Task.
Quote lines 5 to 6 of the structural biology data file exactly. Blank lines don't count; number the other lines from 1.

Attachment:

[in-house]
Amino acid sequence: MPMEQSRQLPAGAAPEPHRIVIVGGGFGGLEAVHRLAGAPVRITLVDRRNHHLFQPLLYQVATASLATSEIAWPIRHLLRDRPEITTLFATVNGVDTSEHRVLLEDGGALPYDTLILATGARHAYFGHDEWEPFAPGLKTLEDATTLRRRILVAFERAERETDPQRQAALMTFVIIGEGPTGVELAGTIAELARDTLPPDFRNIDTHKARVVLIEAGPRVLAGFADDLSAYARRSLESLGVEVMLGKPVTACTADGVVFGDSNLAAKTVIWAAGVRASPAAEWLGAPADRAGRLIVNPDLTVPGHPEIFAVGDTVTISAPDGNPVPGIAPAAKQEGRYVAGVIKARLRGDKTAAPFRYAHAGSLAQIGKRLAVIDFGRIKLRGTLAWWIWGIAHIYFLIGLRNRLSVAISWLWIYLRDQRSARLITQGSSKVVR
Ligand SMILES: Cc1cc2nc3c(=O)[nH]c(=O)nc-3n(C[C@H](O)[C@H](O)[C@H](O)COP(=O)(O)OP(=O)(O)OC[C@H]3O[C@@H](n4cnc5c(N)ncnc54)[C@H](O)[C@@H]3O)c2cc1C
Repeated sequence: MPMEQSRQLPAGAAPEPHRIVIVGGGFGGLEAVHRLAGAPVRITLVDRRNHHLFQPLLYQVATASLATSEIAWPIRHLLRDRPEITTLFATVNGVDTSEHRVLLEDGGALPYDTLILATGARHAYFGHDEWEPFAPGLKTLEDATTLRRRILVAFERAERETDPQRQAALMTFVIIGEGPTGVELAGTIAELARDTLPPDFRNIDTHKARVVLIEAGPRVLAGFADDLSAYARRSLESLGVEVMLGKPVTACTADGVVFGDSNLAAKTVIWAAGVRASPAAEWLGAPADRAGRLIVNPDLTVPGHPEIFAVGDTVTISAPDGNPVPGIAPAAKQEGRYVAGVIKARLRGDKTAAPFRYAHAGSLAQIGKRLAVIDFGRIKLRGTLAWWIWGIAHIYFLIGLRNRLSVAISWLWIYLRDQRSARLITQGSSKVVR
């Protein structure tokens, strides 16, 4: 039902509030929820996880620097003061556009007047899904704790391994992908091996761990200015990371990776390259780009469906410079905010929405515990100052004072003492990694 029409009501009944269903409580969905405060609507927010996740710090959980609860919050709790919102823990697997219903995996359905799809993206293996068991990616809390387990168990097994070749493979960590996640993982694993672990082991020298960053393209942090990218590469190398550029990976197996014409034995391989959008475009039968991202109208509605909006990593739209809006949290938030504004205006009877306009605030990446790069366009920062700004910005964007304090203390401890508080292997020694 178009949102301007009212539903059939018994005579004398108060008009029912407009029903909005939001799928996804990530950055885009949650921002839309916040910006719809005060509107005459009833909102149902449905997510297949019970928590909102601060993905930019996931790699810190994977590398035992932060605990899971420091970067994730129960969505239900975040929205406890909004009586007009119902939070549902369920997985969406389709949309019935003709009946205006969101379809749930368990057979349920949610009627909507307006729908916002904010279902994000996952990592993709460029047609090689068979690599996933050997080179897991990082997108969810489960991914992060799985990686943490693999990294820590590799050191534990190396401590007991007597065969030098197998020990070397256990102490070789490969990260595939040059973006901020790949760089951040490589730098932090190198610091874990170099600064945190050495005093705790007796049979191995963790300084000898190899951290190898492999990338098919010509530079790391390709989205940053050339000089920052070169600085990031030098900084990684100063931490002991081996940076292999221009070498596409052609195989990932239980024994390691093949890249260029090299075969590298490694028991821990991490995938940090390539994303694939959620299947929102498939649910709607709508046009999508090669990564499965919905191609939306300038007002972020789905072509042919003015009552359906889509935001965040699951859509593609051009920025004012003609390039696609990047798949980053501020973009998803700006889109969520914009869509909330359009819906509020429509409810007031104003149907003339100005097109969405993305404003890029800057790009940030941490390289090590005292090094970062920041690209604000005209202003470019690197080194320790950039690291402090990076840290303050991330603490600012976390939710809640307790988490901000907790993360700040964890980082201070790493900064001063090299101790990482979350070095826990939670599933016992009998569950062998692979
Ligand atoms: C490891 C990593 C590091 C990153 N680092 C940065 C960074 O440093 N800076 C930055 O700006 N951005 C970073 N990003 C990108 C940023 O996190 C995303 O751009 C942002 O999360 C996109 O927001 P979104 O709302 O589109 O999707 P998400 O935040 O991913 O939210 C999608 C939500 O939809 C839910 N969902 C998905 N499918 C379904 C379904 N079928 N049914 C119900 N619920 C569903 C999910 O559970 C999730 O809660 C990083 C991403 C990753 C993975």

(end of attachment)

């Protein structure tokens, strides 16, 4: 039902509030929820996880620097003061556009007047899904704790391994992908091996761990200015990371990776390259780009469906410079905010929405515990100052004072003492990694 029409009501009944269903409580969905405060609507927010996740710090959980609860919050709790919102823990697997219903995996359905799809993206293996068991990616809390387990168990097994070749493979960590996640993982694993672990082991020298960053393209942090990218590469190398550029990976197996014409034995391989959008475009039968991202109208509605909006990593739209809006949290938030504004205006009877306009605030990446790069366009920062700004910005964007304090203390401890508080292997020694 178009949102301007009212539903059939018994005579004398108060008009029912407009029903909005939001799928996804990530950055885009949650921002839309916040910006719809005060509107005459009833909102149902449905997510297949019970928590909102601060993905930019996931790699810190994977590398035992932060605990899971420091970067994730129960969505239900975040929205406890909004009586007009119902939070549902369920997985969406389709949309019935003709009946205006969101379809749930368990057979349920949610009627909507307006729908916002904010279902994000996952990592993709460029047609090689068979690599996933050997080179897991990082997108969810489960991914992060799985990686943490693999990294820590590799050191534990190396401590007991007597065969030098197998020990070397256990102490070789490969990260595939040059973006901020790949760089951040490589730098932090190198610091874990170099600064945190050495005093705790007796049979191995963790300084000898190899951290190898492999990338098919010509530079790391390709989205940053050339000089920052070169600085990031030098900084990684100063931490002991081996940076292999221009070498596409052609195989990932239980024994390691093949890249260029090299075969590298490694028991821990991490995938940090390539994303694939959620299947929102498939649910709607709508046009999508090669990564499965919905191609939306300038007002972020789905072509042919003015009552359906889509935001965040699951859509593609051009920025004012003609390039696609990047798949980053501020973009998803700006889109969520914009869509909330359009819906509020429509409810007031104003149907003339100005097109969405993305404003890029800057790009940030941490390289090590005292090094970062920041690209604000005209202003470019690197080194320790950039690291402090990076840290303050991330603490600012976390939710809640307790988490901000907790993360700040964890980082201070790493900064001063090299101790990482979350070095826990939670599933016992009998569950062998692979
Ligand atoms: C490891 C990593 C590091 C990153 N680092 C940065 C960074 O440093 N800076 C930055 O700006 N951005 C970073 N990003 C990108 C940023 O996190 C995303 O751009 C942002 O999360 C996109 O927001 P979104 O709302 O589109 O999707 P998400 O935040 O991913 O939210 C999608 C939500 O939809 C839910 N969902 C998905 N499918 C379904 C379904 N079928 N049914 C119900 N619920 C569903 C999910 O559970 C999730 O809660 C990083 C991403 C990753 C993975």